Shad­owing doc­tors, dressing wounds and admin­is­tering antibi­otics on co-​​op at a public health clinic in Cusco, Peru, inspired North­eastern Uni­ver­sity stu­dent Shane Smith to con­sider a new chal­lenge: med­ical school.

I would rec­om­mend inter­na­tional co-​​op to any stu­dent who’s not sure what field he wants to go into,” says Smith, a fourth-​​year bio­chem­istry major. “Immersing myself in a new cul­ture and lan­guage made me realize that I can do anything.”

Smith worked closely with doc­tors and low-​​income patients at Belem­pampa Health Center, in Cusco. He dressed the wounds of a 19-​​year-​​old patient who con­tracted a flesh-​​eating dis­ease from a sand fly; gave infor­ma­tional pre­sen­ta­tions on dis­eases, such as tuber­cu­losis; and orga­nized mater­nity rooms for obste­tri­cians. One doctor even taught him how to stitch a wound.

The expe­ri­en­tial learning oppor­tu­nity sparked his desire to give back by helping patients get well.

As Smith puts it, “I’m one of those people who worry about how others are being treated. Being able to help other people at the clinic was just another step in growing up.”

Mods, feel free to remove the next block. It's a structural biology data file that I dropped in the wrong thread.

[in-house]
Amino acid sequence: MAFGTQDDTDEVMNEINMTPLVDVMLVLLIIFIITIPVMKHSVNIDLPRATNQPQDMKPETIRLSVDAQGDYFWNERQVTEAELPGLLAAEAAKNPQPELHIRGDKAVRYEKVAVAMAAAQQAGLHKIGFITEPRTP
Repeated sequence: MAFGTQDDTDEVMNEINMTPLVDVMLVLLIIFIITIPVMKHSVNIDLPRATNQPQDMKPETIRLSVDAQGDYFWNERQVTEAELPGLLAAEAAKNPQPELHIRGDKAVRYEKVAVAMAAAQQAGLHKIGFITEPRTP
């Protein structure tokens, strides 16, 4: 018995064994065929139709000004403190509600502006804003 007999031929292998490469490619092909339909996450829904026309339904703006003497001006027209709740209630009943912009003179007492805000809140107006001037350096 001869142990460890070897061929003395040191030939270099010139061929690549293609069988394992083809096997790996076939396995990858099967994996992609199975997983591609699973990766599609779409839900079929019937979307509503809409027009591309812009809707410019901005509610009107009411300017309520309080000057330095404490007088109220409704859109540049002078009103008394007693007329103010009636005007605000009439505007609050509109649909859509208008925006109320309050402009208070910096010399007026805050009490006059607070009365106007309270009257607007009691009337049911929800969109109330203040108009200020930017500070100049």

He wants to make vol­un­teering in Cen­tral America a rou­tine part of his life, and he’s not wasting any time.

Smith plans to do part of his next co-​​op in Costa Rica and Guatemala, where he fig­ures he’ll have a chance to work in a larger, more tech­no­log­i­cally advanced, hospital—an expe­ri­ence more akin to his first co-​​op at Brigham and Women’s Hos­pital in Boston, where Smith ana­lyzed blood sam­ples from heart attack survivors.

He says that working and living in Peru pre­pared him for what­ever a doctor or patient or local might ask of him.

I learned that I can adapt really well to my sur­round­ings,” says Smith, who notes that his Spanish-​​speaking skills improved greatly during his co-​​op in Cusco. “Being com­pletely immersed in some­thing is the only way to learn.”